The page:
Abortion is illegal in Texas
US District Judge Lee Yeakel not only has the best name to say out loud in Texas, but he’s also just ruled that the Texas abortion law — that was due to go into effect tomorrow — is unconstitutional.
In an 11th hour ruling, Judge Yeakel ruled that Texas could not justifiably cite a health concern with abortion. If the controversial law had gone into effect Tuesday morning at 12:01am, it would require that women seeking abortions would have to effectively be cleared by a hospital within 30 miles of the abortion clinic in order to receive said abortion. Backwards, right? Well, that’s what Judge Yeakel ruled, saying that enacting such a requirement was “without a rational basis and places a substantial obstacle in the path of a woman seeking an abortion of a nonviable fetus.”
The ruling is expected to be countered by so-called “pro-life” movement (re: religious nuts with too much time on their hands who think about other people’s vaginas too much), and therefore the ruling could go all the way up to the Supreme Court. Yes, you read that correctly: in 2013 we are still fighting over women’s rights to decide what happens to their own bodies. If the law had gone into effect, a staggering 22,000 women across Texas would have been left without a women’s health option.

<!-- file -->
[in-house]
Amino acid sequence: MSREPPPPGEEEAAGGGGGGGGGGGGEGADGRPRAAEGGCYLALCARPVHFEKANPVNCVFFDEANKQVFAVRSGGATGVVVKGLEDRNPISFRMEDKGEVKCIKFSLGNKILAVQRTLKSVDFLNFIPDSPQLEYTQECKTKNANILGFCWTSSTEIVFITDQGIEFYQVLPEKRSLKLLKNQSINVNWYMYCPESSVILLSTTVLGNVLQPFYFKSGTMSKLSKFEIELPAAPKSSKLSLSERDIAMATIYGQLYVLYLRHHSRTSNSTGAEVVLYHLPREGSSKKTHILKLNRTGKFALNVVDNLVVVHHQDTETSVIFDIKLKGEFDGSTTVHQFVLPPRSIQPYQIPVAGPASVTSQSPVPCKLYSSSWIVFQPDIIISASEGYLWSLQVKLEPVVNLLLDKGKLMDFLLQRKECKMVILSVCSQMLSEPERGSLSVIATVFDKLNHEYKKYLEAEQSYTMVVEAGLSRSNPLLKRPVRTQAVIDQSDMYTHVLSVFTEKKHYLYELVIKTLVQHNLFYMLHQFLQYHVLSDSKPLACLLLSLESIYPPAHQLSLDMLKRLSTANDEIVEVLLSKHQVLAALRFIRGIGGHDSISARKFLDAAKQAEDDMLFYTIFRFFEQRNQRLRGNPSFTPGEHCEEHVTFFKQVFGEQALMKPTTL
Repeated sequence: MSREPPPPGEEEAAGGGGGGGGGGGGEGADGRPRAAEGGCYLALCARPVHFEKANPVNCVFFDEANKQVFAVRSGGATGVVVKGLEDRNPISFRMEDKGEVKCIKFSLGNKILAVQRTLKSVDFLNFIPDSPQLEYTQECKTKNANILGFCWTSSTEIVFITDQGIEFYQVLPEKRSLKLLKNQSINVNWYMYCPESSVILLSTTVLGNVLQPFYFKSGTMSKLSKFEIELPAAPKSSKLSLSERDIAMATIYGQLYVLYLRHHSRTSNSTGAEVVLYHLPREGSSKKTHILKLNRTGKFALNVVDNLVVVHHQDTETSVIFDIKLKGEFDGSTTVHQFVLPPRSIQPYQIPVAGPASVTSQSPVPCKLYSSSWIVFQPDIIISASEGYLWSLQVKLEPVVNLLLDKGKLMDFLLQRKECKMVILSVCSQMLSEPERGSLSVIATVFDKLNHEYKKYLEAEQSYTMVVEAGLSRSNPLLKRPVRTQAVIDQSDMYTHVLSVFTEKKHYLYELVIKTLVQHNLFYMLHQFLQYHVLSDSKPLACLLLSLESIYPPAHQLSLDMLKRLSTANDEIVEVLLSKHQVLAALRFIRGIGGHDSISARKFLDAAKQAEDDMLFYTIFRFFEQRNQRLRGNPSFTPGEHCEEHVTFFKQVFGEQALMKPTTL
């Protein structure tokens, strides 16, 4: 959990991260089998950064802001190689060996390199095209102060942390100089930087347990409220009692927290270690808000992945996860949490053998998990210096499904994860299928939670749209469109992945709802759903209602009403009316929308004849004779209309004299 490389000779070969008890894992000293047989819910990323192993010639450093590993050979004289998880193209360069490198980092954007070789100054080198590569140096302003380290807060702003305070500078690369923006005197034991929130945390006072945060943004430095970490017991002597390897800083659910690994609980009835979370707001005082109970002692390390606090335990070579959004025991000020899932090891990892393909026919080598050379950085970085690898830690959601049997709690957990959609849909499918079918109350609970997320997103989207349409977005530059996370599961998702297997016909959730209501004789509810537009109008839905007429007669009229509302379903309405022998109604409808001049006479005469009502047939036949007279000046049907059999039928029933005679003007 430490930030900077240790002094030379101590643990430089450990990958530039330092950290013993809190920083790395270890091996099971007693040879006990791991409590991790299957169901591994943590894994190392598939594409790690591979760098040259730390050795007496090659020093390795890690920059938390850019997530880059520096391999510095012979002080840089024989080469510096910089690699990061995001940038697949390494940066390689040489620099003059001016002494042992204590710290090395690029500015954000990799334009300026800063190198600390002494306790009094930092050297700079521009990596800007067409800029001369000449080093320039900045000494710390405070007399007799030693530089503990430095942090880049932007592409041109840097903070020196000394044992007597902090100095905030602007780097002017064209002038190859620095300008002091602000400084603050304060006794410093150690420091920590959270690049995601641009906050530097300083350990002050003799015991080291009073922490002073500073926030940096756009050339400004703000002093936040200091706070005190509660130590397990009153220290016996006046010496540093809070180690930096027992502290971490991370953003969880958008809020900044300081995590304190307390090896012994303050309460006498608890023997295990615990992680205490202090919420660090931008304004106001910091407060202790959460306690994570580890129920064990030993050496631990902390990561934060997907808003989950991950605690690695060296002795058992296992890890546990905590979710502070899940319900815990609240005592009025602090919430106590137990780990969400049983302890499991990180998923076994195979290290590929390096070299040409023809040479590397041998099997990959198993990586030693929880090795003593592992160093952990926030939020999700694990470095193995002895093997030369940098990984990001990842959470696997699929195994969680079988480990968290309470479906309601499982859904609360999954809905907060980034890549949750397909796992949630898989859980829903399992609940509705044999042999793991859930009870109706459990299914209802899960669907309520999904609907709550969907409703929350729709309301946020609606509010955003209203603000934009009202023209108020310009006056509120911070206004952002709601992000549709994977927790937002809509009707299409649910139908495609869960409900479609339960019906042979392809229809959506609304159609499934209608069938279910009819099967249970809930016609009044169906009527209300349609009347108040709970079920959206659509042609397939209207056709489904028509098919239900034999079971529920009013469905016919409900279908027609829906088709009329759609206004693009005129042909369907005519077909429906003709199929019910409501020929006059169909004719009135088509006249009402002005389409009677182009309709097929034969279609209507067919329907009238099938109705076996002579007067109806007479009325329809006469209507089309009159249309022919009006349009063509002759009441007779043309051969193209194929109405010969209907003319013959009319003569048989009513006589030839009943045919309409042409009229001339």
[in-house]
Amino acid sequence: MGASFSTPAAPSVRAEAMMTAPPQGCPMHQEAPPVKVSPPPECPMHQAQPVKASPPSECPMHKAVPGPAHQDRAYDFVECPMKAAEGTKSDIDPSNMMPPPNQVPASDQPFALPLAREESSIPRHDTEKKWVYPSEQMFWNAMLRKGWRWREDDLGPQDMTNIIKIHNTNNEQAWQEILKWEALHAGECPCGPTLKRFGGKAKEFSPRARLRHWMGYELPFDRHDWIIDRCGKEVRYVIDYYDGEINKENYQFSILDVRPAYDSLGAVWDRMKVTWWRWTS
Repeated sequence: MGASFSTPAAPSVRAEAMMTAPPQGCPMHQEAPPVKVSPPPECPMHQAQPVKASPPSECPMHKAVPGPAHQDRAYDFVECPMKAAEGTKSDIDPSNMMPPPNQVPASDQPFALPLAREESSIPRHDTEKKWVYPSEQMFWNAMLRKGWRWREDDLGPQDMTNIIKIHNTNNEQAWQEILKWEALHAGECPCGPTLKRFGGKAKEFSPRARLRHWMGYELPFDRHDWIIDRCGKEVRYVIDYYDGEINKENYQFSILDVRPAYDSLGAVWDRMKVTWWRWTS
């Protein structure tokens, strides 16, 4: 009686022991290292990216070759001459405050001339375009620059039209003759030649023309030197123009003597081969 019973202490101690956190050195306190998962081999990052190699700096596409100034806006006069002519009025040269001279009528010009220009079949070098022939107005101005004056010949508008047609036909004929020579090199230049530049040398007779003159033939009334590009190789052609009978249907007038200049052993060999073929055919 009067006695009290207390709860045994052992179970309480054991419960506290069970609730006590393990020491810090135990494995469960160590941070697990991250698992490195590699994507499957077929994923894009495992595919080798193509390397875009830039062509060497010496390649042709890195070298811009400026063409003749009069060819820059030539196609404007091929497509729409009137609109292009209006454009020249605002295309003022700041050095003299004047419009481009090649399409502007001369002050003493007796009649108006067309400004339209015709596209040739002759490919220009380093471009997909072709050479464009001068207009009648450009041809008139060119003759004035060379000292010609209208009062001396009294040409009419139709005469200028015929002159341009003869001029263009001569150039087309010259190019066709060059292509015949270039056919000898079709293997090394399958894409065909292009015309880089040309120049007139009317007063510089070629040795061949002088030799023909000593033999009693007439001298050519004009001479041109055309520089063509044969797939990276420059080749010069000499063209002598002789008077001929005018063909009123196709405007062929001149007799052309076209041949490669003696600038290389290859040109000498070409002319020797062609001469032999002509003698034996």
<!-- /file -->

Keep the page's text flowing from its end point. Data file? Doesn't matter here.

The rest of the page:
Wendy Davis famously championed women’s rights earlier this year with an 11-hour filibuster. That move afforded her not only a groundswell of political support from otherwise afraid Texas Democrats (hey, this is Texas we’re talking about here, they’re f*cking crazy there and carry guns), but also a level of celebrity. After being profiled in September’s Vogue issue, Davis has announced she has gubernatorial aspirations, too. So if Davis gets elected governor, we might not see such backwards policies in Texas. But enough editorializing on my part!
Yeakel ruled that doctors applying chemical abortions must follow an older procedure (circa 2000) because the new law would have effectively banned a large percentage of chemical abortions. Yeakel ruled that the language of the new law “is clearly more burdensome to a woman” than the state of Texas.
Bravo, Mister Yeakel.